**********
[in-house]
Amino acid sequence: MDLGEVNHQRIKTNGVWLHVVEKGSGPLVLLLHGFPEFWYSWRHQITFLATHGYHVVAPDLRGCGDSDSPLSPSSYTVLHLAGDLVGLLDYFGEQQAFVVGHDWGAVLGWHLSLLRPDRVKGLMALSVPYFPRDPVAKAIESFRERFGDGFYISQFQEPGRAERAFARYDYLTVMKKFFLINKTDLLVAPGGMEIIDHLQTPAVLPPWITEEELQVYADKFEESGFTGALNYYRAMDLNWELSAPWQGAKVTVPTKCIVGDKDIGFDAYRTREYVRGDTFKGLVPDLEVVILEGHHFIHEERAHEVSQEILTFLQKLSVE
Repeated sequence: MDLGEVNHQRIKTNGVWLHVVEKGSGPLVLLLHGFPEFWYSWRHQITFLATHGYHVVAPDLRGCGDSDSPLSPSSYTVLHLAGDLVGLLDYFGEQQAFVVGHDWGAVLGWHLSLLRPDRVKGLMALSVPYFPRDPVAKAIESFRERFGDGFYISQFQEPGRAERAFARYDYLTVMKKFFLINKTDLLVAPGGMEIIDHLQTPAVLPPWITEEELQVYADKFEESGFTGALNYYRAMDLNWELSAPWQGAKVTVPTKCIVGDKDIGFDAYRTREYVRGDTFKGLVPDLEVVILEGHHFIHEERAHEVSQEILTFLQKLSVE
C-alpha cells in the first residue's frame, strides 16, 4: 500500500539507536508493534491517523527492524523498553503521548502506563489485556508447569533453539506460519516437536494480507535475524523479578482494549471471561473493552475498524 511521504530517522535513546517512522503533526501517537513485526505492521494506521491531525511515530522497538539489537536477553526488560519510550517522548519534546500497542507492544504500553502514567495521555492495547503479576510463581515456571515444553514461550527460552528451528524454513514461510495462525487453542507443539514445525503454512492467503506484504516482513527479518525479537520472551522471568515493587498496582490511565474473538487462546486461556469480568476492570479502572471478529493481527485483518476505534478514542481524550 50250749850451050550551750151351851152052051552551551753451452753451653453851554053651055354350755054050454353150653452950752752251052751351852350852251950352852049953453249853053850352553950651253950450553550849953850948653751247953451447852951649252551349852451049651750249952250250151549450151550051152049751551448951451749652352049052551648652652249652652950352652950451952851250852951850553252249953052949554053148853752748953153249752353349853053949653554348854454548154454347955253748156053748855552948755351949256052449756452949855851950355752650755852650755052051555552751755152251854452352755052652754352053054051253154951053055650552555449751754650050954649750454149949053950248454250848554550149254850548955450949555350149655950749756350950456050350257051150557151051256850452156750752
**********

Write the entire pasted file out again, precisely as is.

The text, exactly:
[in-house]
Amino acid sequence: MDLGEVNHQRIKTNGVWLHVVEKGSGPLVLLLHGFPEFWYSWRHQITFLATHGYHVVAPDLRGCGDSDSPLSPSSYTVLHLAGDLVGLLDYFGEQQAFVVGHDWGAVLGWHLSLLRPDRVKGLMALSVPYFPRDPVAKAIESFRERFGDGFYISQFQEPGRAERAFARYDYLTVMKKFFLINKTDLLVAPGGMEIIDHLQTPAVLPPWITEEELQVYADKFEESGFTGALNYYRAMDLNWELSAPWQGAKVTVPTKCIVGDKDIGFDAYRTREYVRGDTFKGLVPDLEVVILEGHHFIHEERAHEVSQEILTFLQKLSVE
Repeated sequence: MDLGEVNHQRIKTNGVWLHVVEKGSGPLVLLLHGFPEFWYSWRHQITFLATHGYHVVAPDLRGCGDSDSPLSPSSYTVLHLAGDLVGLLDYFGEQQAFVVGHDWGAVLGWHLSLLRPDRVKGLMALSVPYFPRDPVAKAIESFRERFGDGFYISQFQEPGRAERAFARYDYLTVMKKFFLINKTDLLVAPGGMEIIDHLQTPAVLPPWITEEELQVYADKFEESGFTGALNYYRAMDLNWELSAPWQGAKVTVPTKCIVGDKDIGFDAYRTREYVRGDTFKGLVPDLEVVILEGHHFIHEERAHEVSQEILTFLQKLSVE
C-alpha cells in the first residue's frame, strides 16, 4: 500500500539507536508493534491517523527492524523498553503521548502506563489485556508447569533453539506460519516437536494480507535475524523479578482494549471471561473493552475498524 511521504530517522535513546517512522503533526501517537513485526505492521494506521491531525511515530522497538539489537536477553526488560519510550517522548519534546500497542507492544504500553502514567495521555492495547503479576510463581515456571515444553514461550527460552528451528524454513514461510495462525487453542507443539514445525503454512492467503506484504516482513527479518525479537520472551522471568515493587498496582490511565474473538487462546486461556469480568476492570479502572471478529493481527485483518476505534478514542481524550 50250749850451050550551750151351851152052051552551551753451452753451653453851554053651055354350755054050454353150653452950752752251052751351852350852251950352852049953453249853053850352553950651253950450553550849953850948653751247953451447852951649252551349852451049651750249952250250151549450151550051152049751551448951451749652352049052551648652652249652652950352652950451952851250852951850553252249953052949554053148853752748953153249752353349853053949653554348854454548154454347955253748156053748855552948755351949256052449756452949855851950355752650755852650755052051555552751755152251854452352755052652754352053054051253154951053055650552555449751754650050954649750454149949053950248454250848554550149254850548955450949555350149655950749756350950456050350257051150557151051256850452156750752